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Match Analysis

Liam Livingstone nails his audition to prove he's too good for England's bench

Breaking into this white-ball side is a tough task, but this was a bid for highest honours

Matt Roller
Matt Roller
Liam Livingstone made a 42-ball century, the fastest in England's T20I history  •  Getty Images

Liam Livingstone made a 42-ball century, the fastest in England's T20I history  •  Getty Images

Imagine you're a national selector or a franchise's general manager. Who is your dream T20 player?
Ideally, he'd be an allrounder who can offer something with the bat, the ball, and in the field. He's got experience in five different global leagues, slotting into teams and adapting to several different conditions. He prefers batting at the top of the order, but is just as comfortable in the middle. He's a gun fielder in the outfield. He offers you a bowling option in all three phases of an innings. Oh, and he can bowl offbreaks and legbreaks in the same over.
England's fringe players have long described their white-ball teams as the hardest sports teams to get into in the world but Liam Livingstone is bucking the trend. As the T20 World Cup comes into view, he has locked in a seat on the plane - his versatility means that he is the ultimate squad player - but it is increasingly hard to see how they can leave him out of their starting XI.
"T20 cricket at Trent Bridge is pure entertainment," Ben Stokes tweeted as England were going round the park. Eoin Morgan noted afterwards that it would provide them with ideal preparation for any World Cup games hosted at Sharjah later this year, where the average score batting first in the 2020 IPL was 178 and the boundaries are equally short.
Due to a quirk of scheduling, Trent Bridge had not hosted a T20 international since 2012, but in the intervening time Nottinghamshire have embraced the carnage and blitzed their way to two Vitality Blast titles in the last four years, while England's ODI gunslingers have twice broken the world record here. With one square boundary of 57 metres and a pitch flatter than the Radcliffe Road, this was T20 after three double vodka-Red Bulls, simultaneously doubling the heart rate and removing any inhibitions.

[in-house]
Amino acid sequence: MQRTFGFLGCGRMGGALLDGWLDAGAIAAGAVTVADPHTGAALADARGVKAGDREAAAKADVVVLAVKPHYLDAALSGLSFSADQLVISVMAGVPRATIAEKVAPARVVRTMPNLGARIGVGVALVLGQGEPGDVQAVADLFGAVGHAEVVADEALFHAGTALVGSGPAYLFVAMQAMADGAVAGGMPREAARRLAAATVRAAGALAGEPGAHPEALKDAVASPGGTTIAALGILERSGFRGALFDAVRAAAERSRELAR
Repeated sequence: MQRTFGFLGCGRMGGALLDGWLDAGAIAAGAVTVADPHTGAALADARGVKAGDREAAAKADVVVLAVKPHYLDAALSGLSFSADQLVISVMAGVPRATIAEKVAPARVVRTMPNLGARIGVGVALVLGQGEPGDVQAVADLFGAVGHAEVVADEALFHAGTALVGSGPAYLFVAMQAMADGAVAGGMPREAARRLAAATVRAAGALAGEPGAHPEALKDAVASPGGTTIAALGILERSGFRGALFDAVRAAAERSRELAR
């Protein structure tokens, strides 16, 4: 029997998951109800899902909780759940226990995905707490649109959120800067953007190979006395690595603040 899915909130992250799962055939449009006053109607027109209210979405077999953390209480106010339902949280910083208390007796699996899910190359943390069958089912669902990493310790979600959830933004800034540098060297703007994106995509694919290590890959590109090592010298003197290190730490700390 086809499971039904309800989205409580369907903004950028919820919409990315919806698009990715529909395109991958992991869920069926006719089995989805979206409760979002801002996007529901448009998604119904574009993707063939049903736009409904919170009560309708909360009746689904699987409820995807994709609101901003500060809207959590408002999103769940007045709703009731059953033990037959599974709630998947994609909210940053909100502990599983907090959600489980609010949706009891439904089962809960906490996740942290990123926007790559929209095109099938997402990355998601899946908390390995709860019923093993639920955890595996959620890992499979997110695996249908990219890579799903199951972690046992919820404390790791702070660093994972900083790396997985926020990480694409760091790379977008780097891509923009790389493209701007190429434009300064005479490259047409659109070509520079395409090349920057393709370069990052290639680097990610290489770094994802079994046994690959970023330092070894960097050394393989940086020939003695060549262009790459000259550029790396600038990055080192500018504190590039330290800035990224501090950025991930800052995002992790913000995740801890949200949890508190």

Livingstone arrived at the crease - with a new bleach-blond haircut emulating Paul Gascoigne and Phil Foden - in the fifth over, with England 48 for 3 in a chase of 233 and after conceding 24 from his two overs of all-sorts spin. Jason Roy was flying on 30 off 10 balls, but they were scoring below the rate and losing wickets. The old-school method would be to nudge the ball around and get Roy on strike as much as possible, but Livingstone is as modern as they come.
His fourth ball brought a stroke of luck. Looking to heave Haris Rauf into the leg side, he offered a chance to Mohammad Hasnain via a thick outside edge, but he could only parry him over the rope at deep third. Seizing his moment, Livingstone took a deep breath, then nailed the next two balls for four and six through square leg.
Immediately after the powerplay, Pakistan turned to Shadab Khan, who had enjoyed some success against Livingstone in their PSL meetings (36 balls, 35 runs, two dismissals). But one of Livingstone's great strengths is his ability to play with a clear mind: he was greeted by two drag-downs, and mowed both of them into the stands. In his next over, his eyes lit up once more: a wristy thump down the ground, a pull for four through midwicket and a swipe over long-off, bringing up England's fastest T20I fifty - off 17 balls - in the process.
There was, briefly, some respite. From 61 off 20 balls, Livingstone hit nine of his next ten for singles, occasionally losing his shape as Pakistan's seamers found a hint of reverse-swing thanks to the ball getting scuffed after flying into the stands, and Shadab hid the ball wide outside his off stump.
Then, with a whip through midwicket off the exceptional Mohammad Hasnain, he was back, turning 70 off 30 into a 42-ball hundred. Any error in execution from the seamers was met with a crack of the wrists or a free swing of the arms and when he slugged Shadab over long-on to reach his hundred, he refused even to smile, thumping the England badge on his chest with 50 still needed off 22 balls. He holed out to long-on one ball later and dragged his feet as he trudged off, but this was not a night for regrets.
Livingstone's improvement since his first two T20I appearances in 2017 has been stark and he is clear in his convictions that he has come a long way since then. He represents much of what is right about the English game: born in Cumbria, developed by Lancashire, refined in global leagues and returning to international cricket as a vastly-improved player to the version first seen four years ago. Morgan described it as equal to any innings he had seen from an England player in the last six years and there was no evidence of hyperbole.
The challenge now is how to fit him into a first-choice England team, with so many batters fighting for a handful of spots and with Jos Buttler and Ben Stokes both missing tonight's game through injury. But tonight's evidence was unequivocal: Livingstone is too good not to play the first game of October's T20 World Cup.

Matt Roller is an assistant editor at ESPNcricinfo. @mroller98